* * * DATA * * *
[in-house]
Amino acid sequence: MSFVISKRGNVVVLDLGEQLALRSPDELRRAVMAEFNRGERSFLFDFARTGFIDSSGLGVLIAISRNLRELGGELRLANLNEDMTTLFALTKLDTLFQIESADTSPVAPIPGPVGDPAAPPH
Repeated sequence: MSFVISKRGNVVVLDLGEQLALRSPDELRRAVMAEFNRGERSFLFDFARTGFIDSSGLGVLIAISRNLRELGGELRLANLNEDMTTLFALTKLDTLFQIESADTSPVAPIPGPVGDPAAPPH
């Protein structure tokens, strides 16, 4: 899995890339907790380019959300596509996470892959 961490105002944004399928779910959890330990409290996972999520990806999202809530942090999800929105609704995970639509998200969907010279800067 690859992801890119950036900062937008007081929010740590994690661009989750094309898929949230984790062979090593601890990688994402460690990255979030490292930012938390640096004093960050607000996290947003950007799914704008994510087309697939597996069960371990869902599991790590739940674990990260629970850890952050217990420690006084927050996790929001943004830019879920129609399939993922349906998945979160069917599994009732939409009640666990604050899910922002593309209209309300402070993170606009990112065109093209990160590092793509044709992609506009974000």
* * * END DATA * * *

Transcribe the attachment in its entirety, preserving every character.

[in-house]
Amino acid sequence: MSFVISKRGNVVVLDLGEQLALRSPDELRRAVMAEFNRGERSFLFDFARTGFIDSSGLGVLIAISRNLRELGGELRLANLNEDMTTLFALTKLDTLFQIESADTSPVAPIPGPVGDPAAPPH
Repeated sequence: MSFVISKRGNVVVLDLGEQLALRSPDELRRAVMAEFNRGERSFLFDFARTGFIDSSGLGVLIAISRNLRELGGELRLANLNEDMTTLFALTKLDTLFQIESADTSPVAPIPGPVGDPAAPPH
């Protein structure tokens, strides 16, 4: 899995890339907790380019959300596509996470892959 961490105002944004399928779910959890330990409290996972999520990806999202809530942090999800929105609704995970639509998200969907010279800067 690859992801890119950036900062937008007081929010740590994690661009989750094309898929949230984790062979090593601890990688994402460690990255979030490292930012938390640096004093960050607000996290947003950007799914704008994510087309697939597996069960371990869902599991790590739940674990990260629970850890952050217990420690006084927050996790929001943004830019879920129609399939993922349906998945979160069917599994009732939409009640666990604050899910922002593309209209309300402070993170606009990112065109093209990160590092793509044709992609506009974000």